Now, every guest - from smartphone camera users to semi-pro shooters - can stand side-by-side with top photographers, pick up tips in the field, and take great photos. The South Pacific provides a photo op a minute and a once-in-a-lifetime experience to capture. So no worries, you’ll return home with your best photos ever, and a lifelong skill.
- Visit one of the most important cultural sites in Polynesia, Marae Taputapuatea on Raiatea, recently named a UNESCO World Heritage site.
- Snorkel or dive some of the healthiest reefs of the Pacific in the Tuamotu Archipelago.
- Kayak or try stand-up paddleboarding in gorgeous turquoise lagoons.
- Watch on deck as National Geographic Orion navigates Tiputa Pass into the lagoon at Rangiroa, one of the largest atolls in the world.
- Travel with an onboard team of naturalists, cultural specialists, dive- masters, and expert photographers.
Venture to the heart of Polynesian culture and wildness on this highly immersive expedition where options abound. Choose to kayak, stand-up paddleboard, or take a bike ride for independent exploration and to connect with these people and islands on a personal level. Explore the historic ceremonial site, called a marae, on Raiatea where Polynesian seafarers would begin their bold expeditions sailing into the unknown. Cruise among the atolls of the Tuamotu Archipelago, a string of tiny islands in an azure sea that hides thriving reefs we’ll explore while scuba diving and snorkeling.
|1||Depart U.S.||Depart the U.S. on an overnight flight to Tahiti.|
|2||Papeete, French Polynesia/Embark||Arrive in Papeete, Tahiti early this morning, check into dayrooms, and take a brief tour of the island before embarking National Geographic Orion. (L,D)|
|3||Bora Bora, Society Islands||Begin your voyage with a view of one of the South Pacific’s most iconic images, the angular crags of Bora Bora’s Mount Otemanu. Explore the island’s interior by four-wheel drive for unparalleled views of the island’s turquoise lagoon, then snorkel, dive, kayak, and stand-up paddleboard from one of the motus on the outer reef. (B,L,D)|
|4||Raiatea/Tahaa||Encircled by a single fringing reef, and sharing a common lagoon, Raiatea and Tahaa are islands well worth exploring. One of the most important cultural sites in the Polynesian world, Marae Taputapuatea was a center for Polynesian seafarers and the location from which they set out for Rapa Nui (Easter Island), Hawaii, and New Zealand. Spend the morning exploring this site on Raiatea, then refresh yourself with a swim in warm turquoise seas. Watch from on deck as we navigate lagoon channels en route to Tahaa, then go ashore for a visit to a small, family-run vanilla plantation. (B,L,D)|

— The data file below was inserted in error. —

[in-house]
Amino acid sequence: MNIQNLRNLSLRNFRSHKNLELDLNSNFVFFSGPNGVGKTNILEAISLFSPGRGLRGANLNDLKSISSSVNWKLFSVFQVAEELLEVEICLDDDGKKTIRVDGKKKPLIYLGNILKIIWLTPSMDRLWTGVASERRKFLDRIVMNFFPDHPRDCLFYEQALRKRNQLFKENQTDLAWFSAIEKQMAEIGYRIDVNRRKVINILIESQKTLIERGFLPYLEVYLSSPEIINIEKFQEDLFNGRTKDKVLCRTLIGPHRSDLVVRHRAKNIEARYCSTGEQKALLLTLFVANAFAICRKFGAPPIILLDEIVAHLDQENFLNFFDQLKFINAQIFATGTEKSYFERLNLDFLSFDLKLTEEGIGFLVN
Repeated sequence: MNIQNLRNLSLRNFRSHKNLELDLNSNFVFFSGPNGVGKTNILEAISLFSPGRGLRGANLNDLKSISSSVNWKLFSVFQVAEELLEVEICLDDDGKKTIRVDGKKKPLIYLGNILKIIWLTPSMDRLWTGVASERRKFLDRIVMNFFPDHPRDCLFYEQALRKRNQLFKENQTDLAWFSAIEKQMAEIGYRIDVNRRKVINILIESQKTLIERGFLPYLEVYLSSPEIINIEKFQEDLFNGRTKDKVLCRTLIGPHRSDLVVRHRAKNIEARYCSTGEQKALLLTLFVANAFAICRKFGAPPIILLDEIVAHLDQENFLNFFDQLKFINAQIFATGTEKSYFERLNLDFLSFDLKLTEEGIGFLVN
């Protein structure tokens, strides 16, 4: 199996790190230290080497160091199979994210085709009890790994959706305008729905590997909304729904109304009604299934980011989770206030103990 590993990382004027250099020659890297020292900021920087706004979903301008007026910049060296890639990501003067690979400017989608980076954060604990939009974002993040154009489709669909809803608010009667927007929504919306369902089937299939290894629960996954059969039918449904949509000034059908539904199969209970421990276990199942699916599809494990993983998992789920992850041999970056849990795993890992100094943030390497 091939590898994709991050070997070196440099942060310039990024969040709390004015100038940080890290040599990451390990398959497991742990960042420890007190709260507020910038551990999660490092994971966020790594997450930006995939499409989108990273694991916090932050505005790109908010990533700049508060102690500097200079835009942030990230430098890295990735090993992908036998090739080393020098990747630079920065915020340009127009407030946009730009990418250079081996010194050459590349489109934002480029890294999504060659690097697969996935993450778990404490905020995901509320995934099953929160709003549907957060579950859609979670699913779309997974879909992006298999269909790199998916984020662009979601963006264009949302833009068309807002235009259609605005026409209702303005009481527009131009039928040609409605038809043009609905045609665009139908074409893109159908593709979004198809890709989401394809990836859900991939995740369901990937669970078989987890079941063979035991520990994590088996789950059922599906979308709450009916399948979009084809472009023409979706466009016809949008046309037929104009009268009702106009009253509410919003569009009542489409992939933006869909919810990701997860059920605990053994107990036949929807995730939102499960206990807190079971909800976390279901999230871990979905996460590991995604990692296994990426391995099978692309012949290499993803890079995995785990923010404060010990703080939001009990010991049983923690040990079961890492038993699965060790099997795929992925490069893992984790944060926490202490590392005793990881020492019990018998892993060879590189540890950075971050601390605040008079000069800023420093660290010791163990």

|5||Huahine||One of Polynesia’s best-kept secrets, Huahine is well off-the-beaten path. Once the home of Tahitian royalty, Huahine maintains the highest density of ancient marae in French Polynesia. Visit these sites with cultural experts and archaeologists who bring them to life. Venture into the lush interior of the island on a bicycle, then explore the verdant shoreline by kayak, stand-up paddleboard, or Zodiac. Finish the day with a swim in the island’s crystal-clear lagoon. (B,L,D)|
|6/7||Tuamotu Archipelago||Spend two days exploring some of the nearly 80 islands and atolls in the “Dangerous Archipelago.” Fakarava is one of the largest atolls in French Polynesia and part of a UNESCO Biosphere Reserve. Snorkel the protected reefs or ride the current into the lagoon on a world famous drift dive. An uplifted coral atoll, the island of Makatea is one of the most unique landforms in the Pacific. Spend the day exploring limestone caves and grottos with your expedition team and local guides, or search for endemic fruit doves and myriad seabirds, then snorkel and dive among clouds of colorful fish on the nearby reef. (B,L,D)|
|8||Rangiroa||The atoll of Rangiroa is a ring of slender islands known for some of the best diving and snorkeling in French Polynesia. The turquoise lagoon at its center is the second largest in the world. Your ship passes between the islets to anchor inside the lagoon near the village of Tiputa, where local musicians greet us. Visit the village, and kayak, snorkel, and scuba dive in the rich waters here, home to large schools of pelagic fish, manta rays, dolphins, sea turtles, and hammerheads. (B,L,D)|
|9/10||Rangiroa/Disembark/Papeete/U.S.||Disembark this morning and take a short flight back to Papeete, where you’ll connect to your international overnight flight home. (DAY 9: B,L)|
Pre-Voyage Hotel Stay: Arrive ahead and settle into island time on a relaxing hotel option at the InterContinental Tahiti Resort & Spa. Call for rates and details.
National Geographic Orion
- Capacity: 102 guests in 53 outside cabins.
- Registry: Bahamas.
- Overall Length: 338 feet.
- Description: The state-of-the-art National Geographic Orion (built in 2004) joined the Lindblad-National Geographic fleet in 2014. A fully stabilized, ice-class vessel with a steel reinforced forward hull, she is at home navigating polar ice as well as small harbors in the South Pacific.
- Public Areas: Outdoor café, lounge with bar, restaurant, sundeck, reception desk, observation lounge and library, global gallery, marina platform, and mudroom. The “open bridge” allows guests to meet the captain and officers and learn about navigation.
- Meals: All meals are served in a single seating with unassigned tables for an informal atmosphere and easy mingling. The cuisine is international with local flair, featuring tastes of the regions we explore.
- Cabins: All cabins feature ocean views, private facilities, climate controls, and a flat-screen TV with DVD/CD player. Equipped with ethernet and wifi connections and USB ports for mobile devices. Some cabins have French balconies. Single cabins in Category 1 and Category 3 include #301, 322, 323, and 512.
- Expedition Equipment: Zodiac landing craft, a fleet of 24 double kayaks, stand-up paddle-boards, glass-bottom Zodiac, splashcam, crow’s nest camera, hydrophone, underwater video camera, video microscope, and a Remotely Operated Vehicle (ROV). Plus, there is snorkeling gear for all guests, and scuba gear for 24 guests.